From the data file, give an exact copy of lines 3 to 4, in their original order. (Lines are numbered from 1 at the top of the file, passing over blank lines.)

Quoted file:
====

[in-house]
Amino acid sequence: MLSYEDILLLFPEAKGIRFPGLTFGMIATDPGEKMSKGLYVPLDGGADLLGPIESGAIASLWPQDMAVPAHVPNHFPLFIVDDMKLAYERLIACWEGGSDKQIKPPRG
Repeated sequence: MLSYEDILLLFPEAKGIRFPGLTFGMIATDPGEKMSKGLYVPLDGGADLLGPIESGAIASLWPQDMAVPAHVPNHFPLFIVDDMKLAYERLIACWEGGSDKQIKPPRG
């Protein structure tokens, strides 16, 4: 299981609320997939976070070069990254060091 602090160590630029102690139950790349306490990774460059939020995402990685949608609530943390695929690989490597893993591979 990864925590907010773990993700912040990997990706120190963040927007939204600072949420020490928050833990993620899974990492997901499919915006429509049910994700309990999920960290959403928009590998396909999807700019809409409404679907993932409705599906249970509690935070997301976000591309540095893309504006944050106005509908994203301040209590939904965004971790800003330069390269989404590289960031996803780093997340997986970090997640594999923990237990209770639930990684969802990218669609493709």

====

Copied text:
Repeated sequence: MLSYEDILLLFPEAKGIRFPGLTFGMIATDPGEKMSKGLYVPLDGGADLLGPIESGAIASLWPQDMAVPAHVPNHFPLFIVDDMKLAYERLIACWEGGSDKQIKPPRG
């Protein structure tokens, strides 16, 4: 299981609320997939976070070069990254060091 602090160590630029102690139950790349306490990774460059939020995402990685949608609530943390695929690989490597893993591979 990864925590907010773990993700912040990997990706120190963040927007939204600072949420020490928050833990993620899974990492997901499919915006429509049910994700309990999920960290959403928009590998396909999807700019809409409404679907993932409705599906249970509690935070997301976000591309540095893309504006944050106005509908994203301040209590939904965004971790800003330069390269989404590289960031996803780093997340997986970090997640594999923990237990209770639930990684969802990218669609493709």